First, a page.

Lindsay Malanga has two sixth grade children in public school on the Upper East Side, and is herself an educator.  She said that while she feels good about her family’s decision to send the children to school in person all year, their schools have had to shut down multiple times due to COVID-19.  She also said that the city needs to better understand that not every family is like hers, and that remote learning, or a hybrid of remote and in-person learning, may be better for some families.  She said the need is particularly strong as the city looks ahead to summer school, and next school year.

“The city needs to be creative and figure out a way to provide even more choice to families, and make them all high quality choices,” she said.

Dr. Jay Varma, the mayor’s senior medical advisor, said that the city needs to ensure it’s aware of parents’ needs, even as the overall situation for in-person schooling evolves.  

“We’re going to see more eligibility, [and] availability for vaccines,” Varma said. “We also need to continue to listen, and try to understand and address the concerns of people who still are worried later on.”

The 51,000 students who’ve chosen to transition to in-person instruction will be added to the rolls of about 350,000 students who are already learning in-person at least a couple of days per week.  At least 650,000 students have chosen to remain all-remote. The group of students being added to the in-person roster will return to classrooms on April 26, according to the mayor.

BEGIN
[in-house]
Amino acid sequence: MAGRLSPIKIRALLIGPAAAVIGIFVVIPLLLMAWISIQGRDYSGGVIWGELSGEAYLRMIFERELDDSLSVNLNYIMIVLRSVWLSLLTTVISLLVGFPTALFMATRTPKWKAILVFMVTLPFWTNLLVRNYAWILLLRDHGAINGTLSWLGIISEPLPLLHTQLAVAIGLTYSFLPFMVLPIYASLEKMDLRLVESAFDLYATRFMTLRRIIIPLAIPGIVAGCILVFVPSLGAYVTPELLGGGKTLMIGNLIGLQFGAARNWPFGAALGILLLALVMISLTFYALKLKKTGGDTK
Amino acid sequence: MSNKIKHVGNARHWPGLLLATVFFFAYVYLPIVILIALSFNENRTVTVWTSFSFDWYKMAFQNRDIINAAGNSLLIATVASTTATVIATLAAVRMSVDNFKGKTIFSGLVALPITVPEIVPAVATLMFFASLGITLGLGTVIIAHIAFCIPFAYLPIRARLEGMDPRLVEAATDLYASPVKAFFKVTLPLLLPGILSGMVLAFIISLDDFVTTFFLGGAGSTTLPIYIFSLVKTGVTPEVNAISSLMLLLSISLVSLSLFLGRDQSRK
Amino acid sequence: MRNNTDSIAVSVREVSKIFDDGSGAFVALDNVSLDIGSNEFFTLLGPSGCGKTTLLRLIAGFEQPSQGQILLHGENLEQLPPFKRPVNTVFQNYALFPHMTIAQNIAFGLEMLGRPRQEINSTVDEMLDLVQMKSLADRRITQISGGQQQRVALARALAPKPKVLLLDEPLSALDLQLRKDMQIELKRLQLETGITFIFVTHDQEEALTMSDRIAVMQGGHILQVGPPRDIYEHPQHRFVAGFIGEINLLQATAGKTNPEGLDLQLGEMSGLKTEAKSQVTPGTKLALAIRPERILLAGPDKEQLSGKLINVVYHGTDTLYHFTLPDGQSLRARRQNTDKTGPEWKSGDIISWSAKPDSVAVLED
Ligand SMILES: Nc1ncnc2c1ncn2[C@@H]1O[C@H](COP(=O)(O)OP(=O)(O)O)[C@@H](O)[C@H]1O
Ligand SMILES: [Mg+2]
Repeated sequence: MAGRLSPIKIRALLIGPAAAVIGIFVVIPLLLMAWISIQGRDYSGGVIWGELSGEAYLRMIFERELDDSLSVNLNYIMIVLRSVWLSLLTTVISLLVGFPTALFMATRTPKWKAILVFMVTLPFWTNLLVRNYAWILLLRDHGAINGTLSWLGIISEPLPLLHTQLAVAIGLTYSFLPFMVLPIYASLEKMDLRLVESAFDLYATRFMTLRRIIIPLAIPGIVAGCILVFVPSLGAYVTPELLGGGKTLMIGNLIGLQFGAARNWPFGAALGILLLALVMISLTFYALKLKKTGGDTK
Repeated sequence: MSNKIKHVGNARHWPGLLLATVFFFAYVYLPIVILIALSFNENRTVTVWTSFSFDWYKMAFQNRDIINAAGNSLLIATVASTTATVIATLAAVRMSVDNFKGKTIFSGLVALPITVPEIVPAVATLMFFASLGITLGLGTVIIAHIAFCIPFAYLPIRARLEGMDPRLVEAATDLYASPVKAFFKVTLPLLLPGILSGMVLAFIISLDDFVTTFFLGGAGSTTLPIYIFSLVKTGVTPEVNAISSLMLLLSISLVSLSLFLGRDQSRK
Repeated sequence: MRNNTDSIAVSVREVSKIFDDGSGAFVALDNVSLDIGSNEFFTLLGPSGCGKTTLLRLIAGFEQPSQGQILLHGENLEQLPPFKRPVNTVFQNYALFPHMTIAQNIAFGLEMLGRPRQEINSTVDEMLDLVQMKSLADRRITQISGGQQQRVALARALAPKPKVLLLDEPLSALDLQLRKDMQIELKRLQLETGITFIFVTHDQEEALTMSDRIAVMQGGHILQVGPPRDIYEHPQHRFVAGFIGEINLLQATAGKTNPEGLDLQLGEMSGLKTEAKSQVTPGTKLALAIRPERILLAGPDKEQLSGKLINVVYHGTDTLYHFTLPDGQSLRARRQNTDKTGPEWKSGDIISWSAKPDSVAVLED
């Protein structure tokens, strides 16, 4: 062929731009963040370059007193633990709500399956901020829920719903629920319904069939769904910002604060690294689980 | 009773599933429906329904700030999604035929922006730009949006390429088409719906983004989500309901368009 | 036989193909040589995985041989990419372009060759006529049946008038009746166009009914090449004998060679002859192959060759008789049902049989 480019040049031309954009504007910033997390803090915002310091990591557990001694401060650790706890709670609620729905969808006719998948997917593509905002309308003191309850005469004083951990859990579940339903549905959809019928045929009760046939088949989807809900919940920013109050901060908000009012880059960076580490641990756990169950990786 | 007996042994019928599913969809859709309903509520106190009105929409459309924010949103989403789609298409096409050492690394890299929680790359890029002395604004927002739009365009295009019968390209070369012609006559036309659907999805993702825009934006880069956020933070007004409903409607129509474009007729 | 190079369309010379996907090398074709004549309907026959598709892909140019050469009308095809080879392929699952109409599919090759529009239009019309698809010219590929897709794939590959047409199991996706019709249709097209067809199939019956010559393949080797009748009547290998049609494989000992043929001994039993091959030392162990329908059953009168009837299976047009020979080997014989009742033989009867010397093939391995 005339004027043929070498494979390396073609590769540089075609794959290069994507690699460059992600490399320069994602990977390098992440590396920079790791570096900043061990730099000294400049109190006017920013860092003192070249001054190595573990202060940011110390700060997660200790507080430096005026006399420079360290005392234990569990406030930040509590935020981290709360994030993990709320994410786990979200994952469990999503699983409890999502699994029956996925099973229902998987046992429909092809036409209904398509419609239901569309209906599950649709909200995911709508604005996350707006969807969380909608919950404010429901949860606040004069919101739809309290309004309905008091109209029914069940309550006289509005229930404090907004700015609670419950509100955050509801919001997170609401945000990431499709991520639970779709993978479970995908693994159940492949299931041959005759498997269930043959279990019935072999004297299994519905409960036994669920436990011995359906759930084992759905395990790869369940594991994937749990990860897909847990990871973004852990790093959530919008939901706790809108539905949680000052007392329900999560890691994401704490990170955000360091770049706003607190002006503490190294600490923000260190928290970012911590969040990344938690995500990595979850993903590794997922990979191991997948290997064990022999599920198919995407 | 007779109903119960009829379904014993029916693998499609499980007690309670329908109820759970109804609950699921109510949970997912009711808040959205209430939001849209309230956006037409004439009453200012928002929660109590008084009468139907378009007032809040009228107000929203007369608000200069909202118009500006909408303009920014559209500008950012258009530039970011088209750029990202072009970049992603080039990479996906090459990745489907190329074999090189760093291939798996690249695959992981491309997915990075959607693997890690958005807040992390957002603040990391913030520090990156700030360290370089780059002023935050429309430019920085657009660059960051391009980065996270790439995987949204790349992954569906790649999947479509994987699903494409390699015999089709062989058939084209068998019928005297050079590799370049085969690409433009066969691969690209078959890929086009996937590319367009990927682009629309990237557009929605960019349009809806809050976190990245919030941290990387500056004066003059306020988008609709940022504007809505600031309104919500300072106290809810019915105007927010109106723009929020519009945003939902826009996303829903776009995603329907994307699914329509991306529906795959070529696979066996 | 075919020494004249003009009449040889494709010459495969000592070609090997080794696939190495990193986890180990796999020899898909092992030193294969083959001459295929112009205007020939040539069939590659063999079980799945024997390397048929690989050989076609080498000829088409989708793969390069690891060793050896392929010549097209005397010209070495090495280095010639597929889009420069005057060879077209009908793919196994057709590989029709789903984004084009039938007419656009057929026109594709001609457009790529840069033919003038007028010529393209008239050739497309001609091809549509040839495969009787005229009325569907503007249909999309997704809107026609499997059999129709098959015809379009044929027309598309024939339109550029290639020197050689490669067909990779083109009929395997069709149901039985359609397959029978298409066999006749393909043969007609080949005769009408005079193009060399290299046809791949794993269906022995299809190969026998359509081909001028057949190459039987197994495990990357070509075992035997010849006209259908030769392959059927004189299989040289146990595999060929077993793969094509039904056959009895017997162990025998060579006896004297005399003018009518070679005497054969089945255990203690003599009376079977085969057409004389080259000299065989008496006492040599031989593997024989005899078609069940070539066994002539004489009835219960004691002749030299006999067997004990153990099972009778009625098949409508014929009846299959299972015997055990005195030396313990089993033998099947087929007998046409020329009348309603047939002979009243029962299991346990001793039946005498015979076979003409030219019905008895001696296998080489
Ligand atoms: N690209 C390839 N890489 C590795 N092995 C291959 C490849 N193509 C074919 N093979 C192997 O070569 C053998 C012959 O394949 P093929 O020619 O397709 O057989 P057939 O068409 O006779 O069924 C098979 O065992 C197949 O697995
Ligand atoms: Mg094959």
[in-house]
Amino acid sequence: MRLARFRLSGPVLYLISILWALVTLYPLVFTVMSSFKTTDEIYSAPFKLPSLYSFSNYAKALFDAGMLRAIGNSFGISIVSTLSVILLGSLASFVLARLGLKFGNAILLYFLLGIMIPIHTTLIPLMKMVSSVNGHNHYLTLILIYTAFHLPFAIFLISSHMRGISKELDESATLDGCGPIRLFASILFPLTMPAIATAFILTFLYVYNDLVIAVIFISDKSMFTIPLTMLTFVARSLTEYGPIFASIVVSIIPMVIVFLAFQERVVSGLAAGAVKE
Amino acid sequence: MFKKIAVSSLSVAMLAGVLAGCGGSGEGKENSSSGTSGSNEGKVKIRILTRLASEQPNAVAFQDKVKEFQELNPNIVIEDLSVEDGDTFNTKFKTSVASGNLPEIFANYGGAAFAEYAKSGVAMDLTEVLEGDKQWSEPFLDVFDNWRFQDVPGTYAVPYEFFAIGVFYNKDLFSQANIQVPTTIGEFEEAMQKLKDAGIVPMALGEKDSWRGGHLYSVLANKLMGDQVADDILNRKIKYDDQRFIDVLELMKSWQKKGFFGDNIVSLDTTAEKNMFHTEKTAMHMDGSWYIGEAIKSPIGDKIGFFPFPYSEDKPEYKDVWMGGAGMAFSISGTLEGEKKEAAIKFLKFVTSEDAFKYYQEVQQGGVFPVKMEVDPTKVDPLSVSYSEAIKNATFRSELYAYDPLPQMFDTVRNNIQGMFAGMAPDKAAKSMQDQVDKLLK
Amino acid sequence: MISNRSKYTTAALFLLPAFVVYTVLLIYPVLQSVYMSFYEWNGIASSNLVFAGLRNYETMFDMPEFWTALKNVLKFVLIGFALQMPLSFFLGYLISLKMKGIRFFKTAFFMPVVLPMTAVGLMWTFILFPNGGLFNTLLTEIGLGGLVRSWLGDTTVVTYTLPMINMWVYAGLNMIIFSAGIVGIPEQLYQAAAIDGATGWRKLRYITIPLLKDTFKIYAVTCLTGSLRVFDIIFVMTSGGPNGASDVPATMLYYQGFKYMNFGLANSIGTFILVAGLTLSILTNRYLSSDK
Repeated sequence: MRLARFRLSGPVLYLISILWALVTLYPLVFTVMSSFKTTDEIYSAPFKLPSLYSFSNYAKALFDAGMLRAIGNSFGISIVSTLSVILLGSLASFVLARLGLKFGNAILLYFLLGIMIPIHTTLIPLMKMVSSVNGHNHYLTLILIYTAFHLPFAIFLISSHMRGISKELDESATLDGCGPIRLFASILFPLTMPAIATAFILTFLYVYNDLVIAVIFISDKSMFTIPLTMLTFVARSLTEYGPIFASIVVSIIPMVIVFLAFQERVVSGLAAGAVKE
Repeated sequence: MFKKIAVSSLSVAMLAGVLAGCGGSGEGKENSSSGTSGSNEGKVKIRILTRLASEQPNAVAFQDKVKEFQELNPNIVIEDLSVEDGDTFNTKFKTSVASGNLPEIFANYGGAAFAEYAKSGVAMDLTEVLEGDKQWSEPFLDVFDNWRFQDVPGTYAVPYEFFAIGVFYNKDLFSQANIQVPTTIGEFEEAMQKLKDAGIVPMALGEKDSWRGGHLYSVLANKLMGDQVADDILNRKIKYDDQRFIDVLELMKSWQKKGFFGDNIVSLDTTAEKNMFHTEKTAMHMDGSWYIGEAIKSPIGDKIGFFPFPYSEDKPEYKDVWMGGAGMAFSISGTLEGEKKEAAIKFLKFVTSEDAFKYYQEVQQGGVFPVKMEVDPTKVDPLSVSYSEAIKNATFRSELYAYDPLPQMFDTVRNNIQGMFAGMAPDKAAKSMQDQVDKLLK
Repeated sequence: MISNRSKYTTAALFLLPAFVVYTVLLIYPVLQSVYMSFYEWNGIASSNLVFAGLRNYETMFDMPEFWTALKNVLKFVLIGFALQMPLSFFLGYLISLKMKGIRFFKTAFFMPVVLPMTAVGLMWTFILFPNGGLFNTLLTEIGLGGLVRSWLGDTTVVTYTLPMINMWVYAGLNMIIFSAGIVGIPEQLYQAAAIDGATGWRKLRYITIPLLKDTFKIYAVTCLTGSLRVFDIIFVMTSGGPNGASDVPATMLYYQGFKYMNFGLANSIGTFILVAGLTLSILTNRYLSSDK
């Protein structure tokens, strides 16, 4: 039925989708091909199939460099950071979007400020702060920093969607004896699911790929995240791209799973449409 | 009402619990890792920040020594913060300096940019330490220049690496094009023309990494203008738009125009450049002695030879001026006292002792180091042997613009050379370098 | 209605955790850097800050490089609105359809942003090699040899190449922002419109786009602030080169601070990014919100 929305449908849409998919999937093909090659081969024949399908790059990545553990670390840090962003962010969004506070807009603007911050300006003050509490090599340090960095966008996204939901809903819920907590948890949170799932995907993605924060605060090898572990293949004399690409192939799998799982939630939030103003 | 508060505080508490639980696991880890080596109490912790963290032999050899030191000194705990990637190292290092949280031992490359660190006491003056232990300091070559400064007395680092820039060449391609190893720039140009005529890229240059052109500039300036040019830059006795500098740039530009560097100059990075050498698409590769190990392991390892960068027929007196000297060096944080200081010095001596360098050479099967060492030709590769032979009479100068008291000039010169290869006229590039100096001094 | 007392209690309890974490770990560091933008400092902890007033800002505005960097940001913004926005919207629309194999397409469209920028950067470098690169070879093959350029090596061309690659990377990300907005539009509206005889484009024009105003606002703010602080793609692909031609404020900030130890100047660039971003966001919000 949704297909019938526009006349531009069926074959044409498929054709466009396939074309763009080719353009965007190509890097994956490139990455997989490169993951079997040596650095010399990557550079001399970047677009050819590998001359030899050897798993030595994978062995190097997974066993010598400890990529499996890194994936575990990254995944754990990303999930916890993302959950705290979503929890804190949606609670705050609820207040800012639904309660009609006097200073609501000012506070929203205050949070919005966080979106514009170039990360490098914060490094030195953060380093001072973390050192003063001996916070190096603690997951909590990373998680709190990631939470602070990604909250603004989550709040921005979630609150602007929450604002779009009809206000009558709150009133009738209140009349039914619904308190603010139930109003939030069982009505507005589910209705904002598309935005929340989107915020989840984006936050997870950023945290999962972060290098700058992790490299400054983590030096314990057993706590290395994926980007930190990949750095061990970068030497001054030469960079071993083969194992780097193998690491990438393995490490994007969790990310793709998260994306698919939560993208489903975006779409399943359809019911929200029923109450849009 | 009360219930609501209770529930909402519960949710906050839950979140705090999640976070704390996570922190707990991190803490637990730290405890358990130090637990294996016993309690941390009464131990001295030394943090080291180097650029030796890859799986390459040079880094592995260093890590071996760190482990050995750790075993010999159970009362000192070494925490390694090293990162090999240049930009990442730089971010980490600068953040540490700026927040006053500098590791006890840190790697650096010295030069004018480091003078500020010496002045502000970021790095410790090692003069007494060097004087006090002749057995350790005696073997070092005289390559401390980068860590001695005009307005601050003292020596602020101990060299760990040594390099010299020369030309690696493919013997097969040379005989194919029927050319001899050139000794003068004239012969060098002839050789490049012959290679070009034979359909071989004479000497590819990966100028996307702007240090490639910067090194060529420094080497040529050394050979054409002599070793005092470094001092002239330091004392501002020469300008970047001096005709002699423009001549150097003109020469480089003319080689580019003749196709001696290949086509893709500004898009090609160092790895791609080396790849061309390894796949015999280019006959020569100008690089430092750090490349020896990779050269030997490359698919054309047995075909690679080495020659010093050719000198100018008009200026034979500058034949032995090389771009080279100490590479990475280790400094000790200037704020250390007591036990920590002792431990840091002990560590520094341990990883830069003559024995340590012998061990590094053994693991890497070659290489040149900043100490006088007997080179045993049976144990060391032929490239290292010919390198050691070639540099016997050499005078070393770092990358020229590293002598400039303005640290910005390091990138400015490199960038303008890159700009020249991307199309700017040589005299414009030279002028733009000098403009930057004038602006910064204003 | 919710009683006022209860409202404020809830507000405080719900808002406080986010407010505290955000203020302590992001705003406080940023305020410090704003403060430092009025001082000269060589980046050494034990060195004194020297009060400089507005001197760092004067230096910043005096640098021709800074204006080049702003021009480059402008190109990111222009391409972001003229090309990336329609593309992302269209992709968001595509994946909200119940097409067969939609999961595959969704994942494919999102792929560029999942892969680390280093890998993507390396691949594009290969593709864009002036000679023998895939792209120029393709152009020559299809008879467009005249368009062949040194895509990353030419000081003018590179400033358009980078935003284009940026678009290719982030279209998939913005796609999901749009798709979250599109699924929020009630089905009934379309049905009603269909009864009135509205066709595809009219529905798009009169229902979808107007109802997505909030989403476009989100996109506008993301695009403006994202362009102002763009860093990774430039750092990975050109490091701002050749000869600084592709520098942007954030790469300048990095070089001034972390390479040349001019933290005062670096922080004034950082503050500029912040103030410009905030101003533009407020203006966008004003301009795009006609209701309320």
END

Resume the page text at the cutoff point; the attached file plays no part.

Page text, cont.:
The new influx of students is not expected to impact the number of days per week that current in-person students are scheduled to be in the classroom, de Blasio said.

Friday marked the final day for families to choose to send their children back to school buildings for the remainder of the academic year.

De Blasio had announced the new opt-in period in March after the Centers for Disease Control and Prevention relaxed guidelines for social distancing in classrooms, allowing students to sit 3 feet apart.

The revised COVID-19 recommendations represented a turn away from the 6-foot standard that forced many schools to remove desks from classrooms, stagger scheduling and take other steps to keep children away from one another.

Chancellor Porter said there are still about 28,000 teachers with health accommodations or exemptions that allow them to work from home because of COVID-19, which also impacts the city’s ability to fully bring students back to classrooms.

“We’re working to reset for next year. We are in a very different place than we were a year ago today, and so we’re looking forward to resetting what our system looks like with our staff members coming back,” Porter said.

When asked about the next academic year, de Blasio said he expects “an entirely different environment” as more New Yorkers get vaccinated against COVID every day.

‘So, we’ll be resetting all the rules as we go into the next school year,’ he added.”

I believe that New York City as well as many other school districts across the country are finding that until parents feel completely assured about the safety of the schools, they would rather have remote instruction for their children.  This will continue to be the case at least through the 2021-2022 school year.